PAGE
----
Relics from the Front since 2010
  • 18mm Armoured plate from rear engine cover surround with sand camouflage paintwork from German Sturmgeschutz 3 tank destroyer recovered from the Gothic Line near Bologna in Italy 1944-1945 battlefield

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    This is a very rare large recognisable big section of 18mm Armoured plate from rear engine cover surround with sand camouflage paintwork from German Sturmgeschutz 3 tank destroyer.This solid heavy lump of armoured plate which has a large welded joint on it and a lot of paintwork remains red undercoat paint with yellow sand or desert camouflage paintwork over the top of it the panel is rusty but solid and has been very nicely cleaned to show up all the paintwork and is perfect for display or any collection.This section which still has its hinge connectors attached is 26 inches long around 10 inches wide and the last photograph shows it sat right at the back of the tank under one of the engine covers this section has blown off in an explosion from a tank that must of been hit during the battle.This section of armour plate was recovered from the area of the Gothic Line near Bologna in Italy 1944-1945 battlefield.A nice relic with Desert camouflage could even had been a Afrikakorps used tank but properly the standard Wehrmacht one as they used Desert camouflage as well.    

    The Gothic Line, renamed Green Line in Jun 1944, was the final main German defensive line in northern Italy. The line stretched from the area south of La Spezia on the west coast of Italy through the Apennine Mountains to the area between Pesaro and Ravenna on the east coast. It featured 2,376 machine gun nests, 479 gun positions, concrete bunkers, barbed wire, anti-tank ditches, and natural terrain favouring the defenders. By Aug 1944, the Germans in Italy were plagued with increased Italian partisan activity behind the front lines, while the Allies commanders in Italy were frustrated by their superiors transferring forces under their control for the new front in France. Operation Olive was launched on 25 August 1944. On the Adriatic Sea coast in eastern Italy, Oliver Leese's British 8th Army assaulted the eastern end of the Gothic Line. Troops of Polish II Corps and Canadian I Corps spearheaded the attack the fighting lasted for months with small gains being made for large cost of lives as the Germans were slowly driven back Hill by Hill and Village by Village. By the 17th September 1944 the key Il Giogo pass was taken around this time us General Clark decided against the capture of Bologna, instead moving east toward Imola in an attempt to encircle German 10th Army; a few days later, as the advance toward Imola grounded to a halt, he switched his attention back at Bologna. A fresh offensive by US and British troops was launched toward Bologna on 5 Oct, which again saw very slow progress. In the first week of Oct 1944, British 8th Army launched a new offensive, forcing Kesselring to consolidate his defenses at Bologna. On 16 Oct, US 5th Army launched yet another new offensive toward Bologna, with US 88th Division capturing Monte Grande four days later and British 78th Division capturing Monte Spaduro on 23 Oct. The US 5th Army attack stalled by the end of Oct. The British 8th Army advance made very slow progress through Nov and Dec 1944, capturing Forlì on 30 Oct, capturing Ravenna on 5 Nov, crossed the Cosina River on 23 Nov, and finally capturing Faenza on 17 Dec. As the German forces established new defensive positions along the Senio River, and the first snow of the winter about to fall, the British 8th Army's attack ground to a halt as well.The section comes with 2 A5 laminated information cards with pictures.The Allies suffered 40,000 casualties during the Gothic Line offensive.The below photograph shows the back cover open this panel is part of the frame of that hatch.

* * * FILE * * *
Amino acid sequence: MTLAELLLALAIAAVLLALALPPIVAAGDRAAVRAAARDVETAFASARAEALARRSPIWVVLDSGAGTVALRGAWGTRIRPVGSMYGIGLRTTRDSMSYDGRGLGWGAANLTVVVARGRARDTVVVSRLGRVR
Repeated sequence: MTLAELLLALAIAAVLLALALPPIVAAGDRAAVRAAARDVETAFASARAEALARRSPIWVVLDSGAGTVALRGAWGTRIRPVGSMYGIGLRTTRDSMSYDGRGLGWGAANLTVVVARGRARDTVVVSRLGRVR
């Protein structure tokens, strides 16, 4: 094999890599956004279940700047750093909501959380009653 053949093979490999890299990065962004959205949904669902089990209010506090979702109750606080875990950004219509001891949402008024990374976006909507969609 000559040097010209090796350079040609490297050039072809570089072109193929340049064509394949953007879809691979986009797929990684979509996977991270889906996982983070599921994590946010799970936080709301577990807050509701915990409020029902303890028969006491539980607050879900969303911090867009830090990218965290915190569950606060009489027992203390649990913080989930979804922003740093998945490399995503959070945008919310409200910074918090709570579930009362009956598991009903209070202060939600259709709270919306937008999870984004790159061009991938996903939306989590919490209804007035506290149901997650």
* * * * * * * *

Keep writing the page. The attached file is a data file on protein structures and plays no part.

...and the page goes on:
Image result for stug 3 ausf g top view

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